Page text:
COVID-19 and Forestry and Land Scotland
FLS has reduced its operations to felling that is contributing to essential business requirements to help keep Scotland ticking over. Our staff are working from home where possible; staff who are working continue to practise social distancing rigorously following Government and NHS guidance to keep safe.
Fresh air and being outdoors benefits physical and mental health and well-being, and for local visitors the majority of walking trails on Scotland’s national forests and land remain open. Be aware that staff cannot maintain our standard checks and maintenance. All our mountain biking trails and all car parks are closed.
All visitors are reminded to maintain social distance at all times.
Glenmore Visitor Centre
The essential starting point for your visit to Glenmore
Find out more about Glenmore Forest Park at our visitor centre, where you can consider the range of trails and activities whilst relaxing in our café. You can begin a walk to a magical lochan from here, or jump over the road to Loch Morlich Beach for watersports and cycling trails.
Just outside the Visitor Centre you'll encounter a memorial to a company of Norwegian resistance fighters who were based in Glenmore during the Second World War. They trained in the forest and on the shores of Loch Morlich for daring raids against the Nazi forces occupying Norway.
Visit the enchanting An Lochan Uaine (The Green Lochan) watched over by An Sidhean (The Fairies' Hill), then wind back through the ancient pine and birch forest above.
Smooth gravel track with moderate slopes up to lochan. Rough, narrow gravel and earth section beyond, with exposed tree roots. Long steep slopes with long sets of rough rocky steps.
Allow 2½ hours
On your quest to the lochan, listen out for red squirrels scampering in the branches or cracking open pine cones overhead.
Meall a' Bhuachaille hill path
If you want a real workout, there's a great hill route from the visitor centre up to Meall a' Bhuachaille – the hill of the shepherd. The path is a stiff climb from the car park to the summit at 2600 ft (810 metres). It's well worth it for the view from the top towards the rolling Cairngorm plateau and the wide strath of the Spey. There's a clear, easy to follow path to the summit. You'll need proper hill walking equipment for this trip. Find out more about the route at WalkHighlands.
If you have children with you, don't forget to pick up one of our Forest Park activity sheets from the visitor centre.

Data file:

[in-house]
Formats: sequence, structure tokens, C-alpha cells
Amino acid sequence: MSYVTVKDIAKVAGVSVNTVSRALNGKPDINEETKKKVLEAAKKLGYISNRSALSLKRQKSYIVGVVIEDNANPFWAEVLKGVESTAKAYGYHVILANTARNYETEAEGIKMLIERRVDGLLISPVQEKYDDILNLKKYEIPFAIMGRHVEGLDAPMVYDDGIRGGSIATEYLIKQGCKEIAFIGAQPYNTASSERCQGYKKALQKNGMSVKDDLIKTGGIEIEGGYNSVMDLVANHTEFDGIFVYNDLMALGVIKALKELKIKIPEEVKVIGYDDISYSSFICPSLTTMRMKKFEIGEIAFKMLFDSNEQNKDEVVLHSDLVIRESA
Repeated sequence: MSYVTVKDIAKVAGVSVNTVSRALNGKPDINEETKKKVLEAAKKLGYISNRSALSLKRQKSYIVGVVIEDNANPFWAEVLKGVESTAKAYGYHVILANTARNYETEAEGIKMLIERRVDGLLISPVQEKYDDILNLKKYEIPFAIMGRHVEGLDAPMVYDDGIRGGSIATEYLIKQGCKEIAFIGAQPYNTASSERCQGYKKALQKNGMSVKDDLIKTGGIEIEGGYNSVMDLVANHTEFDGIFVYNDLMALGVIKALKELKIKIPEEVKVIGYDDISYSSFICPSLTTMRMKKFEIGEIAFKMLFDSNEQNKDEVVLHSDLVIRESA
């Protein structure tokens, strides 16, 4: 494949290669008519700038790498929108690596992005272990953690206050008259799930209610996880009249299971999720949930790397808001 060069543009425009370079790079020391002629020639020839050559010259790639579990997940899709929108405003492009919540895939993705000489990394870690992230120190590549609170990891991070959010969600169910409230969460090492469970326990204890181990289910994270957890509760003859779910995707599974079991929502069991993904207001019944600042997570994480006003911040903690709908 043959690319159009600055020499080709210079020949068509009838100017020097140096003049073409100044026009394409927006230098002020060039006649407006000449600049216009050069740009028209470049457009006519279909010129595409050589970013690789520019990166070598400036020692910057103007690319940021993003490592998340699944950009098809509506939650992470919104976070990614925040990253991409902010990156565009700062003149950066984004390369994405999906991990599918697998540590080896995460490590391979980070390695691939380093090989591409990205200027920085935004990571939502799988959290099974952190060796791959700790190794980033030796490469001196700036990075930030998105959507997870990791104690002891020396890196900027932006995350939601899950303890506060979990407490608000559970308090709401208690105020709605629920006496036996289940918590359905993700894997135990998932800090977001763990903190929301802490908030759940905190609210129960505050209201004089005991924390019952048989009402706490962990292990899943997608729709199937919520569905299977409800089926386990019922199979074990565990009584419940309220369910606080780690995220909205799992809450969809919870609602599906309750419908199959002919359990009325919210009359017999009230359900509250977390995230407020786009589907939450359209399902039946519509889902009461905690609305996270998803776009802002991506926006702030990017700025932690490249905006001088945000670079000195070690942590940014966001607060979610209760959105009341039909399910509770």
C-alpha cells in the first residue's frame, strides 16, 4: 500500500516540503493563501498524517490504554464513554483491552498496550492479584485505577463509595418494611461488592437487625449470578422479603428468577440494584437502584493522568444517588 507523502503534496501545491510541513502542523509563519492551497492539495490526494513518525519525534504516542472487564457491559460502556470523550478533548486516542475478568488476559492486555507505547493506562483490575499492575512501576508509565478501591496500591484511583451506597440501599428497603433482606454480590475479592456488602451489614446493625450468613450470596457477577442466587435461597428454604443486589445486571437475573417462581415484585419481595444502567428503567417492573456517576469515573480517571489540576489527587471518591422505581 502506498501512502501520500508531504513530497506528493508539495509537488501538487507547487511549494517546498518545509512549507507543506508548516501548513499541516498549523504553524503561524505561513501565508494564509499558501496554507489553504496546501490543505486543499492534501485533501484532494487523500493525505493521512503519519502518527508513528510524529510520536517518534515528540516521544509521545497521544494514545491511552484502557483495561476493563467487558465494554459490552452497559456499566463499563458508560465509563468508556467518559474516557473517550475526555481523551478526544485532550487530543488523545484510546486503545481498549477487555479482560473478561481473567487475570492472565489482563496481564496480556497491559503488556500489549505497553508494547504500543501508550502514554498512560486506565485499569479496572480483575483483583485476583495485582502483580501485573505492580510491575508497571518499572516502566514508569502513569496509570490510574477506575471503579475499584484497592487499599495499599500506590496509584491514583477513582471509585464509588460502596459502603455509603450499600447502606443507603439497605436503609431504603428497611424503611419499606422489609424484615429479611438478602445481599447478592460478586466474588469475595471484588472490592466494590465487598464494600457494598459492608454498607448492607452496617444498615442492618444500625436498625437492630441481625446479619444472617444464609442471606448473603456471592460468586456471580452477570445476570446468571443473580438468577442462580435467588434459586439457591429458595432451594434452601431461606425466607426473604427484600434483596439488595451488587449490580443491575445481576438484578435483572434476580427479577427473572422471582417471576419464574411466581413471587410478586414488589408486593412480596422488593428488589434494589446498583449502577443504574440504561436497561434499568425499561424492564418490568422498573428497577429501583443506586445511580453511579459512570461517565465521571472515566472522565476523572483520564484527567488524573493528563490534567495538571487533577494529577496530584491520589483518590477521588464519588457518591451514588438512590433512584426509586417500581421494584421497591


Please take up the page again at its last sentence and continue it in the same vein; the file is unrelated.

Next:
From spring through to autumn temporary orienteering markers are established around the National Orienteering Centre in Glenmore Forest Park, offering a great introduction to this fun and adventurous sport. Visit the National Orienteering Centre website to find out how to obtain a map.
Facilities & access
Visitor Centre opening hours
- All week: 9:30am - 4pm
Café opening hours:
- All week: 9.30am – 3.00pm
Last orders for hot food 30 minutes before closing; takeaway only 15 minutes before closing.
Car parking charges
- £1 for up to 1 hour
- £1.50 for up to 3 hours
- £2 for all day
- £8 for minibus and coach all day
No camping is allowed within the car park area.
Your ticket can be used at our other car parks in Glenmore before the expiry time.
Annual (£25) and fortnightly (£10) season passes are also available. Speak to one of our staff members or contact us for more details.
Assistance dogs are welcome throughout the visitor centre and café. Water and tie-up points are available outside.
From the roundabout at the south end of Aviemore follow the signs for 'The Cairngorms' for 6 miles. Glenmore Visitor Centre is easy to spot on the left-hand side of the road, just beyond Loch Morlich
You can cycle here from Aviemore on the Old Logging Way; a superb, safe bike route that runs for 6 miles from Aviemore to the Visitor Centre.
PH22 1QU is the nearest postcode.
Buses between Aviemore and the Cairngorm Mountain Railway pass the visitor centre. You'll find details at Traveline Scotland.
Get in touch
Have a question or suggestion for improvement?